# Sylow theorems and normalizer

I'll state the result I'm trying to prove, progress I've made, and the two questions I have which will help me solve it. The question is originally motivated by studying defect groups in modular representation theory.

Let $D$ be be a subgroup of a finite group $G$ with the following property:

If $S$ is a Sylow $p$-subgroup of $G$ containing $D$ then there is $c\in C(D)$ such that $D=S\cap cSc^{-1}$.

Prove that $D$ is the largest normal $p$-subgroup of $N_G(D)$.

The start of my attempt at a proof: It will suffice to show that $D$ is the intersection of Sylow $p$-subgroups of $N_G(D)$, since every normal $p$-subgroup of $N_G(D)$ is contained in every Sylow $p$-subgroup of $N_G(D)$, by Sylow II. We do not however know that $cSc^{-1}$ is Sylow (Sylow II states that all Sylows are conjugate but not necessarily that all conjugates are Sylow; right?)

Questions:

Q1: If we let $T$ be a Sylow $p$-subgroup of $N_G(D)$, can we necessarily find a Sylow $p$-subgroup $S$ of $G$ containing $T$?

Q2: If $T$ is a Sylow $p$-subgroup of $N_G(D)$, must $T\supseteq D$ and $cTc^{-1}\supseteq D$ for any $c\in C(D)$?

(If the answer to these two is yes then the result will follow).

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Presumably you want $D$ to be a $p$-subgroup. Now take a Sylow $p$-subgroup $T$ of $N_G(D)$; then $D$ is contained in $T$ and $T$ is contained in some Sylow $p$-subgroup $S$ of $G$. Now there exists, by hypothesis, $c\in C_G(D)$ such that $D=S\cap S^c$. Since $c\in N_G(D)$, $D=S\cap S^c\cap T = T\cap S^c$, so that $T\cap T^c\le D$; this of course implies $D$ is the largest normal p-subgroup of $N_G(D)$. –  user641 Sep 7 '11 at 23:53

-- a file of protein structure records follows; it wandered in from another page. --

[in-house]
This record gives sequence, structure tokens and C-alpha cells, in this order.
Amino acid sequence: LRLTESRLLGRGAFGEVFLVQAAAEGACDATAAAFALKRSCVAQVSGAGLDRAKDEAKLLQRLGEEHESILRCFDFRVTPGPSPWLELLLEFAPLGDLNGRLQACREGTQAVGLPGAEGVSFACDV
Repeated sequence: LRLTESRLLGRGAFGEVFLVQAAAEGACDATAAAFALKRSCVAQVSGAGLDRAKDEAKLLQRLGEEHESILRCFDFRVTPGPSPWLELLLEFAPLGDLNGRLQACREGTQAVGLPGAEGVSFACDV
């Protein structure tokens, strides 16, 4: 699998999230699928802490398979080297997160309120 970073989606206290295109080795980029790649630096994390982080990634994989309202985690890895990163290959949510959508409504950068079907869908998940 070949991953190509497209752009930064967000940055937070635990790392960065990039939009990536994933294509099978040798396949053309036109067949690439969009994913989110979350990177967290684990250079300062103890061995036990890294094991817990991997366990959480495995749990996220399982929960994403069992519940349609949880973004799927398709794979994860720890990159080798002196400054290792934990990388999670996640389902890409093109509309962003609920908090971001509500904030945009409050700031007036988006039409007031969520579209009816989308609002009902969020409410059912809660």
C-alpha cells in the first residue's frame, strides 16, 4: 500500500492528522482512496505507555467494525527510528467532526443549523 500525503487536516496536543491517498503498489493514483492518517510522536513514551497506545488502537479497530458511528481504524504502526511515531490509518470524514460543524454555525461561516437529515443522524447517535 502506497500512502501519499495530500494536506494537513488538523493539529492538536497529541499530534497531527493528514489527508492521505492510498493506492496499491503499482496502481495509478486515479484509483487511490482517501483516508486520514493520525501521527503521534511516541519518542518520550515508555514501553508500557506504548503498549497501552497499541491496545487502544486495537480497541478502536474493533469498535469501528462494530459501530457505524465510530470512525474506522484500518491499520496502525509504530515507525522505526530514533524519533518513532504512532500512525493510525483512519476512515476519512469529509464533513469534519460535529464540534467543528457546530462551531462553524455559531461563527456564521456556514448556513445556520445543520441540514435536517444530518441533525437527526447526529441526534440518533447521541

Why is it important that $c\in N_G(D)$ to see that $D=S\cap S^c\cap T = T\cap S^c \le T\cap T^c$ and why does this imply $D$ is the largest normal $p$-subgroup of $N_G(D)$? –  Clinton Boys Sep 8 '11 at 0:44
It is important because then $T^c$ is also a Sylow of $N_G(D)$. So if I let $O_p$ denote the intersection of all Sylows in $N_G(D)$, then $O_p\le T\cap T^c\le D$, and since $D$ is normal in $N_G(D)$, we actually have $O_p=D$. –  user641 Sep 8 '11 at 0:50
Ah right. We don't need $c\in N_G(D)$ to see $D\geq T\cap T^c$, but for the other direction, $D\leq T$ so $D\leq T^c$ since $c\in N_G(D)$. Hence $D=T\cap T^c$ is the intersection of Sylow $p$-subgroups of $N_G(D)$, whence is the largest normal $p$-subgroup, since every normal $p$-subgroup is contained in every Sylow $p$-subgroup. –  Clinton Boys Sep 8 '11 at 0:52
For Q1, note that $T$ is in particular a $p$-subgroup of $G$. Every such subgroup is contained in a $p$-Sylow subgroup of $G$. See Theorem 5.6(c) of Milne's notes for a typical proof of this.
I think Q2 is true as well. Since $D$ is a $p$-subgroup of $N_G(D)$, it is certainly contained in some $p$-Sylow subgroup $P$ of $N_G(D)$ by the theorem mentioned above. By Sylow, there is an element $x \in N_G(D)$ such that $xPx^{-1} = T$, and of course $xPx^{-1} \supset xDx^{-1} = D$. After writing that last containment down it should be clear that $cTc^{-1} \supset D$ for $c \in C_G(D)$.
By $C(D)$ I mean the centralizer of $D$ in $G$. –  Clinton Boys Sep 7 '11 at 23:59